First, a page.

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Adaline W.

@adalinew11

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Conflict mistaken for passion

Arguments and disagreements in relationships are normal, but screaming matches and every day fighting isn’t.

People who seek out conflict in their relationship for the intense reconciliation are often addicted to the dopamine that they get after the fight is over – which isn’t healthy for either person.

@adalinew11

7 Habits of a Toxic Relationship (That People Think Are Healthy)

powerofpositivity.com

Conflict mistaken for passion

Arguments and disagreements in relationships are normal, but screaming matches and every day fighting isn’t.

People who seek out conflict in their relationship for the intense reconciliation are often addicted to the dopamine that they get after the fight is over – which isn’t healthy for either person.

Keeping the peace

Ignoring problems in a relationship in order to avoid conflict will only mean that the problems pile up until they can no longer be ignored – and by then, it might be too hard to fix.

Keeping the peace

Ignoring problems in a relationship in order to avoid conflict will only mean that the problems pile up until they can no longer be ignored – and by then, it might be too hard to fix.

Keeping score

Keeping track of the things that you do, versus the things that they do is a way to create pressure and conflict where there should only be teamwork. 

Sit down together and work out a plan on things like chores or bills, and who does or pays what.

If your partner comes to you with something that you did that upset them, listening to what they have to say and talking through it is more important than defending yourself – or trying to come up with something worse than they did.

Never fighting

Having two people with two sets of values, opinions and thoughts means that disagreements are bound to happen.

When you have two people who never fight, it means that you have two people who aren’t being entirely honest with one another.

When we think that we need someone else, especially a romantic partner, to complete us and make us whole, it shows an unhealthy degree of dependency on another person.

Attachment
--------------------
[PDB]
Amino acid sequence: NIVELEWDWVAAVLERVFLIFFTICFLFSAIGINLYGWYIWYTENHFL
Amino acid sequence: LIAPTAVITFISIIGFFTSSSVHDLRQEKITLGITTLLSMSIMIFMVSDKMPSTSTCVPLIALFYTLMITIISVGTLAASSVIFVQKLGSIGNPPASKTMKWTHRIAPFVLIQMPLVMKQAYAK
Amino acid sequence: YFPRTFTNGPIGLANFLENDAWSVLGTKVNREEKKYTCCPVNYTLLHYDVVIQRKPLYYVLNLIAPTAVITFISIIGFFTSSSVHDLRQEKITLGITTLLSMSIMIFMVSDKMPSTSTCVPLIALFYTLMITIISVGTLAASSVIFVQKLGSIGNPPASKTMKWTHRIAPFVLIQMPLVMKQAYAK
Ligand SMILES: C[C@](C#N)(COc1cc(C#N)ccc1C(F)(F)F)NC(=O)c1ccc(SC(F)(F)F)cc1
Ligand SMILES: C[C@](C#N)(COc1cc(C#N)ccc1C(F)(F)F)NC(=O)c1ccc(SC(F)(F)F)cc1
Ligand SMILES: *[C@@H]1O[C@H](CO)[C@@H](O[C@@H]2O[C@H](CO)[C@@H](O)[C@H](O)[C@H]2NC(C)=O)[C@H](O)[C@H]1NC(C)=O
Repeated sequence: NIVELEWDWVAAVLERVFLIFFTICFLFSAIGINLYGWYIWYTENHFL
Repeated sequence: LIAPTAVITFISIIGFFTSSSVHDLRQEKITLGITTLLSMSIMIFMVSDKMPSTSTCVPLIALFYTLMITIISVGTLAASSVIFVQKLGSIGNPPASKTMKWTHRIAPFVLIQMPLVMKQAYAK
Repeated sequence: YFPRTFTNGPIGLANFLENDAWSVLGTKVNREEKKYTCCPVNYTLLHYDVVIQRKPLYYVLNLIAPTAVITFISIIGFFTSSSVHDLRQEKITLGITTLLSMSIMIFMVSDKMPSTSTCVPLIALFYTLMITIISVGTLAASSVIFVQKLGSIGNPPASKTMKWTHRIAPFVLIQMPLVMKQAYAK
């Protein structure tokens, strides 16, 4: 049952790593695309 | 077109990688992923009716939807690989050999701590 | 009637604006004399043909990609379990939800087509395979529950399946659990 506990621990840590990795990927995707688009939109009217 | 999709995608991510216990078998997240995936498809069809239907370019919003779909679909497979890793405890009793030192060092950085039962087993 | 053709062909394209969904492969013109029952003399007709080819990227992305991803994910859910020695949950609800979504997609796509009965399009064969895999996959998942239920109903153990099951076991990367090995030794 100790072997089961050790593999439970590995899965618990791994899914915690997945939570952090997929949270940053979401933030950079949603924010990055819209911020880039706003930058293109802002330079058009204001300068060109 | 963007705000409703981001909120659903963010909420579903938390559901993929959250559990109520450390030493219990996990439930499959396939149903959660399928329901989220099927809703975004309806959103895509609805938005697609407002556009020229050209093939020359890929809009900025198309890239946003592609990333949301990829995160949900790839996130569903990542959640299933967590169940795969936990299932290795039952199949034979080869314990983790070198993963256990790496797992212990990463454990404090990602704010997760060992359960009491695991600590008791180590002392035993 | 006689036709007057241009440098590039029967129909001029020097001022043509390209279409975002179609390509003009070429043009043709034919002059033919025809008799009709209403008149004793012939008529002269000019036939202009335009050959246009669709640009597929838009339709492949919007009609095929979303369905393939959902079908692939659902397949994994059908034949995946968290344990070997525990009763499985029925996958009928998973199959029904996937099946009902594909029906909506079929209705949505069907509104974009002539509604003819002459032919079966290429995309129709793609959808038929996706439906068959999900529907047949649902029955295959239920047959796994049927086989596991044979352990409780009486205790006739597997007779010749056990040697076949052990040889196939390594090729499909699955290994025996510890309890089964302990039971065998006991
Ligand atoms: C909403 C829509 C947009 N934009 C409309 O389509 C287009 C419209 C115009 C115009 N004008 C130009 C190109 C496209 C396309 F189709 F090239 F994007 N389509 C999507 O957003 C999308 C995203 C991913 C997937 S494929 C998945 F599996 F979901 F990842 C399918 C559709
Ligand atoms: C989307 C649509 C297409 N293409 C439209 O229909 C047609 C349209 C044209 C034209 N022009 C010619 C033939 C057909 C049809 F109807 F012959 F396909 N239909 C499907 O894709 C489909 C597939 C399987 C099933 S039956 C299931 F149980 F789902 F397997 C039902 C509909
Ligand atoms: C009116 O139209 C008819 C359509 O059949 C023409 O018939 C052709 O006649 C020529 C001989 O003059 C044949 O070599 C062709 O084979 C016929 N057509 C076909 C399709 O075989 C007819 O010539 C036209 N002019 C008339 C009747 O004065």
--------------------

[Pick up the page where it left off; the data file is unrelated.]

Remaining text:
Jealousy

Being jealous is actually a toxic behavior. We can’t control our feelings, and sometimes we get jealous over things. But it’s important not to express that jealousy in a way that can hurt our partners, or in a way that’s toxic and upsetting.

Fear of public speaking

Public speaking is one of the main fears, including forgetting what to say during a presentation.

But, memorising your presentation can make you more likely to forget it. This is partly because you limit yourself to one 'right way to communicate your message. If you deviate from your point, your brain identifies it as an error and panic sets in. This cause a heightened awareness of how you sound and causes you to be less connected and engaging.

The trick to public speaking is to stop memorizing

qz.com

The key to not forget what you want to say is to create a comprehensive outline that consists of the major points.

Three types of outlines are helpful:**

  • The traditional outline: You create and indented, hierarchical listing of your points and jot down key phrases.
  • The question-based outline: List questions that spark specific answers in the order you intend to cover your content.
  • The Illustrated based outline: You graphically map out your ideas using icons, pictures, and words.

Being comfortable will affect how you speak and how you remember your presentation.

  • When you practice, stand up, then speak, even if you plan to present sitting at a desk in front of a webcam.
  • Try recording yourself and then playing it back, listening to your own voice while standing and walking.

Close your eyes and envision your presentation unfolding in a familiar space such as your home or hiking path.

As you walk through your presentation, imagine putting different key ideas in certain locations in your imaginary route—for example, a catchy introduction at your front door and surprising results in your study. Practising your presentation in this way can help you more easily recall your points.

We feel compelled to memorise because public speaking makes us nervous, making us worse at remembering a memorised script.

Research shows that being excited can improve performance and confidence.

  • Try to flip your inner anxiety dialogue to excitement, such as getting to share something of value with your audience.
  • Visualise yourself being excited about giving your presentation. A day or two before speaking, close your eyes and imagine your most engaged, excited self and how you confidently deliver your presentation.
  • Ignoring context: Crossed arms don’t mean much if the room is cold or the chair they’re sitting in doesn’t have armrests. 
  • Not looking for clusters: It’s a consistent grouping of actions (sweating, touching the face, and stuttering together) that is really going to tell you something. 
  • Not getting a baseline: If someone is always jumpy, jumpiness doesn’t tell you anything. 
  • Not being conscious of biases: If you already like or dislike the person, it’s going to affect your judgment. 

How To Read People: 5 Secrets Backed By Research - Barking Up The Wrong Tree

bakadesuyo.com

Your first impressions are usually pretty accurate. But whether they are wrong or right, first impressions affect us in a big way and we are slow to change them.

You have to be willing to update them quite rapidly. 

  • Studies show that if someone seems extroverted, confident, religious or conscientious, they probably are.
  • We all pay more attention to pretty people, and so we tend to take the time to evaluate them.